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My near-death encounter with foam packing chips!

Full disclosure.

For my personal safety I have been admitted to “an institution.”

24 hours-a-day trained caregivers are watching over me on enough television screens to outfit a Buffalo Wild Wings sports bar restaurant. Oh, did I say my room is padded? Well sort of. … But it’s not the walls that are padded. IT’S ME!!

I am covered — head to toe —in itty-bitty, statically-charged foam packing chips!

There are soooo many of these damn foam chips all over my body that Trump would send his spokesperson out to say there are at least a gazillion!

There’s BREAKING NEWS on CNN. Wolf Blitzer is in the Situation Room showing a photograph of me. I look like the abominable snowman or the Michelin tire mascot.

Wolf says, “This guy looks like a lunatic!” Immediately, the scroll across the bottom of the television screen reads, ‘Middle age man attacked by foam packing chips almost suffocates!’

But wait…

Before you read about what happened in one of those magazines at the supermarket checkout — with outrageous headlines like “Man Opens Kitchen Cupboard & Survives Avalanche of Tupperware Containers” — here’s my side of the story.

The note stuck on our front door said, ‘We attempted to deliver a parcel today.’

You know what was coming: “It sucks to be you because you must call our customer service center in India and make arrangements within 20 minutes of reading this notice, or the tracking number assigned to your parcel will be permanently wiped from our records.”

I know. About now you’re saying, “Gary don’t go get the parcel. Don’t do it!”

First mistake: I got the parcel.

Back at home I read the shipping label: “Weight: 3 ounces.” Ahhh, this explains why they used a cardboard shipping box the size of a commercial walk-in restaurant freezer to ship something the size of a deck of playing cards!

One look and I knew right away that to open the box would require a German-engineered, finger-severing knife. Well at least the knife in my fishing tackle box.

It’s an hour later. The box was wrapped in so much of that industrial-strength packing tape that I called the White House.

“Yes I’d like to speak with President Trump. Or maybe Kellyanne Conway, the decision maker. Instead of building a fence, tell him I’ve got enough sticky packing tape to seal the entire 2,000 mile Mexican border!”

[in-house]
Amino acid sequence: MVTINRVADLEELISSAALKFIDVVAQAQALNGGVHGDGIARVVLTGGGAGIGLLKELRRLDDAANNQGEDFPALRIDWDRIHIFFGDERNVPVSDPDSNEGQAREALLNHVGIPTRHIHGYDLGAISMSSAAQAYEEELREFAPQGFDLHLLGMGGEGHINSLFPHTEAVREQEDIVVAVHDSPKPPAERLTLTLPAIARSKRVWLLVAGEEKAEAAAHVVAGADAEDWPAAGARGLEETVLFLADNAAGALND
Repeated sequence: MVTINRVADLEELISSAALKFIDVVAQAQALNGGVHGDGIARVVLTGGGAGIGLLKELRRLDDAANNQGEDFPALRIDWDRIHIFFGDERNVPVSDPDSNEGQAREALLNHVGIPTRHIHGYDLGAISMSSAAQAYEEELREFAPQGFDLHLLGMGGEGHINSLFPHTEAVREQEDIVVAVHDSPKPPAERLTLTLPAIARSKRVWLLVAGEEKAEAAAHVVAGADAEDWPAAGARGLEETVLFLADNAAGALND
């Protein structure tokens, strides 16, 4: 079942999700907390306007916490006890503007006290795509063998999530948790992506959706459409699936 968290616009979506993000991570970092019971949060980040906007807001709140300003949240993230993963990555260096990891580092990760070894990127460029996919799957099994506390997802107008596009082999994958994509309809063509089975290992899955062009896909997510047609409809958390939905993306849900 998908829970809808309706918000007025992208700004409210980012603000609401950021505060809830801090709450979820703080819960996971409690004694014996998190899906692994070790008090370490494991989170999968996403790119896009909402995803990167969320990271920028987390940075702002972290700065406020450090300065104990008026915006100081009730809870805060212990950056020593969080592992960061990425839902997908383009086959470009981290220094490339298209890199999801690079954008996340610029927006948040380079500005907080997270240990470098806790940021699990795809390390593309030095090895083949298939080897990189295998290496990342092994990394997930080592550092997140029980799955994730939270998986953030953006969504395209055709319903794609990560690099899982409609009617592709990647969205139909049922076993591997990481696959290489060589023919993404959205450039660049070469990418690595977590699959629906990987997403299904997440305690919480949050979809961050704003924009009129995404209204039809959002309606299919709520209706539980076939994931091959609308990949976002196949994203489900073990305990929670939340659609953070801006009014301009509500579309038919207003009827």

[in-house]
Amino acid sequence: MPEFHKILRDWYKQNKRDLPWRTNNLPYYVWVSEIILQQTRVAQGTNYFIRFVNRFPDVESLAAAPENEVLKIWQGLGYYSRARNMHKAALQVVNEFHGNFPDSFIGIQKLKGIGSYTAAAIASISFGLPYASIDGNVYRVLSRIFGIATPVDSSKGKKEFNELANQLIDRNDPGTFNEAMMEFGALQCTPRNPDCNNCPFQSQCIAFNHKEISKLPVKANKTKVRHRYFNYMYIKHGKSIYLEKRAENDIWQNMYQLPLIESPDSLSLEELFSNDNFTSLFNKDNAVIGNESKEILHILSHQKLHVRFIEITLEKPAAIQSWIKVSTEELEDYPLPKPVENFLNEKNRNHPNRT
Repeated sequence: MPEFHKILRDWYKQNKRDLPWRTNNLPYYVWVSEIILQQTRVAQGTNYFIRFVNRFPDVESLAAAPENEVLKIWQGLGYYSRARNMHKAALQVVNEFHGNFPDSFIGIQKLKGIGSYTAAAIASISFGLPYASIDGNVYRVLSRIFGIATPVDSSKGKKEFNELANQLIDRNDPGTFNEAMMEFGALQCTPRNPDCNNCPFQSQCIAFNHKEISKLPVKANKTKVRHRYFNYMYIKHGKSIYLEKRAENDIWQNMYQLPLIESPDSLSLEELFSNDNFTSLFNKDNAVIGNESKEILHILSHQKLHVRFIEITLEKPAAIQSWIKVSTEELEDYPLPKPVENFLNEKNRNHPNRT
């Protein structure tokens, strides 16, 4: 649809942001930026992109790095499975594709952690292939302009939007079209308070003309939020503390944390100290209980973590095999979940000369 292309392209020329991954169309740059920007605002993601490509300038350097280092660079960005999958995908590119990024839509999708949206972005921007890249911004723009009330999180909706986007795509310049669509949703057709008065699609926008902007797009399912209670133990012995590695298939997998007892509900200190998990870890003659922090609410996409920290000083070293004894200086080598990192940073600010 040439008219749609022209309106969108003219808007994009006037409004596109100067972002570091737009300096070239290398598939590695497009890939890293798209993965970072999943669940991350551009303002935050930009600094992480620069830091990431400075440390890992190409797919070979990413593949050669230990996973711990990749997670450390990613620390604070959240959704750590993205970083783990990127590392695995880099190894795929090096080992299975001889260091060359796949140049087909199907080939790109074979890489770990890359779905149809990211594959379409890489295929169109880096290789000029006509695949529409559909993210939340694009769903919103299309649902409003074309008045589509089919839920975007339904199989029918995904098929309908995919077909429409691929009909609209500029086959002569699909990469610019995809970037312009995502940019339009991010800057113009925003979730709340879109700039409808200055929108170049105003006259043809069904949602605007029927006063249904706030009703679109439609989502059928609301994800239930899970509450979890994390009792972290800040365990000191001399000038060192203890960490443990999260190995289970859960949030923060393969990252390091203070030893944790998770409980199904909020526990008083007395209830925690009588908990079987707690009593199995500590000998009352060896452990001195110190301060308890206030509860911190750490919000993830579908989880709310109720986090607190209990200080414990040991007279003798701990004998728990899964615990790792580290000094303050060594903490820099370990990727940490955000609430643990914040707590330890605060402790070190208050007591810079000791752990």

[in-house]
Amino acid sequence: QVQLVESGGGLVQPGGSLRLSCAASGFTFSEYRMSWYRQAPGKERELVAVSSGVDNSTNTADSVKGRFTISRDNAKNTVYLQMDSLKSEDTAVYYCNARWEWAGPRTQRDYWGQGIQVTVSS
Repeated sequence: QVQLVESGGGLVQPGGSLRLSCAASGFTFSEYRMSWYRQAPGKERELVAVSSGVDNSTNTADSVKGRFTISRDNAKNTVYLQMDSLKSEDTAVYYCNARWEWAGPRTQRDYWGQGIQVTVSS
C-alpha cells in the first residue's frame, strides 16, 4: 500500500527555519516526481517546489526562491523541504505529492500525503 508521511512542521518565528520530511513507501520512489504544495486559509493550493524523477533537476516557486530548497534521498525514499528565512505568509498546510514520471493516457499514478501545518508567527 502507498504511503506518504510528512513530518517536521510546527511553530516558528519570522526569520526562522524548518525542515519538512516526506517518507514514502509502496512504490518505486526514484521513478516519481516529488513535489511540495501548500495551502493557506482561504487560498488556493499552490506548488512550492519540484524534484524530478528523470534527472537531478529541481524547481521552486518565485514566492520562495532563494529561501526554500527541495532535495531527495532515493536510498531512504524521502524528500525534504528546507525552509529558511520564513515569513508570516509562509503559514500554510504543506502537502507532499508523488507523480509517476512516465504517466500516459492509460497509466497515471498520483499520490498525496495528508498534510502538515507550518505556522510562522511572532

You know where this is going.

Second mistake: I opened the box. Then I rolled up my sleeves, took a deep breath and very slowly reached in.

The last thing I remember was that I was up to my elbows fishing around trying to locate the parcel.

Then it happened! All I can say it that it was like a tactical ballistic scud missile attack.

Foam packing chips drifted down through the air. Unfortunately, the ceiling fan was on. The living room soon looked like a monster lake-effect snowstorm coming in off Lake Ontario burying Buffalo.

I didn’t know what to do. I remember saying to myself, “Gary, don’t panic!”

So I did what anybody who survived a horrific explosion in their living room: I grabbed my iPhone and texted “OMG!” Then I uploaded a video to iTunes and of course checked my Kardashian Twitter feed.

Next, I dashed outside and threw myself to the ground. I began rolling violently trying to get those millions of foam packing chips off my body. I’d use my finger to flick them from my chest only to have them reattach on my head! White foam chips were ALL OVER ME!

Soon the “authorities'”arrived.

“Neighbors have reported sighting a strange individual, said he looks like an albino version of the Philly Fanatic. They say he’s rolling all over the ground, sort of like he’s impersonating Joe Cocker spastically singing, ‘With A Little Help From My Friends.'”

Back at “the institution,” I’ve got time on my hands. Time to think.

I’ve got it! Get me the White House on the phone again.

“Yes. I have a suggestion for President Trump regarding the fence he wants to build to secure the border. I’ve got a better idea! Spread truckloads of foam packing chips along the border. Illegal immigrants and drug runners wouldn’t dare walk through this stuff!”

— Gary Chalk

Gary Chalk has been described as “Canada’s Dave Barry.” His weekly laugh-out-loud column “Living Retired” pokes fun at Baby Boomers’ lives — everything from middle age men wearing relax-fit jeans and nasal strips to women’s decorator pillows in the bedroom to couples parallel parking their Winnebago. Each Monday thousands of people throughout North America begin their week with a chuckle with his humorous columns.

Reflections of Erma